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Shakeup at GM continues

New CEO reshapes management, lays out company vision to employees

DETROIT – While Ed Whitacre has been General Motors chief executive only since late Tuesday, he’s been sizing up the company and its workers since coming on board in July as chairman.

That became evident on Friday when he announced management changes that he said would realign leadership duties to help the company meet its mission to design, build and sell the world’s best cars and trucks.

“I want to give people more responsibility and authority deeper in the organization and then hold them accountable,” Whitacre said in a statement.

Mark Reuss, whose father was once president of GM, will take over responsibility for GM’s North American operations, and Susan Docherty, the first female executive to rise to the level of top sales executive at GM, will also see added responsibilities.

Bob Lutz loses responsibilities for marketing and communication, but stays as vice chairman, acting as an adviser on design and global product.

The announcements capped a week of yet more dramatic change for GM.

Whitacre on Tuesday became the company’s third CEO of 2009 after the resignation of Fritz Henderson. Henderson, a 25-year GM veteran, had taken the post when President Barack Obama’s auto task force fired Rick Wagoner from the post in advance of the government leading GM through a 40-day bankruptcy reorganization.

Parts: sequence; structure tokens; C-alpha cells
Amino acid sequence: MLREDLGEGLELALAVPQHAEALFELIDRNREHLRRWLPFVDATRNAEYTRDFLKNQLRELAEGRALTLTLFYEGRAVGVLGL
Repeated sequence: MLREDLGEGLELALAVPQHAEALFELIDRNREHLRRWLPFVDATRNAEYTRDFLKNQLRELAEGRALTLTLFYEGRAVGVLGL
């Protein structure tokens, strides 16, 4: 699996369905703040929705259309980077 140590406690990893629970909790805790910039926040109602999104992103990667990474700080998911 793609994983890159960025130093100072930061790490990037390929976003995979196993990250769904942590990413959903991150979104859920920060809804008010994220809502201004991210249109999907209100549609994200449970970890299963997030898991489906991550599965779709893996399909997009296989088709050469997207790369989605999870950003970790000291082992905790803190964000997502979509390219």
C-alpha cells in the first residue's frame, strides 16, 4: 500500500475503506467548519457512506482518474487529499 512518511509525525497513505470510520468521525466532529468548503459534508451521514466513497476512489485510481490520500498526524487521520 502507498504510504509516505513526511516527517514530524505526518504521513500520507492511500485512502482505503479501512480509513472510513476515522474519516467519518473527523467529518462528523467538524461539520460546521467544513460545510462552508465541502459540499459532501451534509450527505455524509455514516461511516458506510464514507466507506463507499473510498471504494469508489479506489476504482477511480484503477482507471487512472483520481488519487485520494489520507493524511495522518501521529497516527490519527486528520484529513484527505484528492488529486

The government reorganization included replacing the majority of GM’s board of directors with new people, including Whitacre as chairman. Whitacre has been meeting with employees at all levels of the company, asking them tough questions about how GM is doing.

Whitacre told employees about the changes during a presentation at the Warren Technical Center.

During the presentation, according to people who saw it, Whitacre laid out his vision for GM: to design, build and sell the world’s greatest vehicles.

To do that, Whitacre talked about reaching that vision through:

•Leading in advanced technology and quality vehicles.

•Driving more responsibility and authority down into the organization and holding people accountable.

•Creating positive, lasting relationships with customers, dealers, unions, employees, suppliers and the community.

“He was extremely engaging,” a person at the event said. “People were very eager to meet him. … There was genuine surprise and positive impressions that he did this so … fast.”


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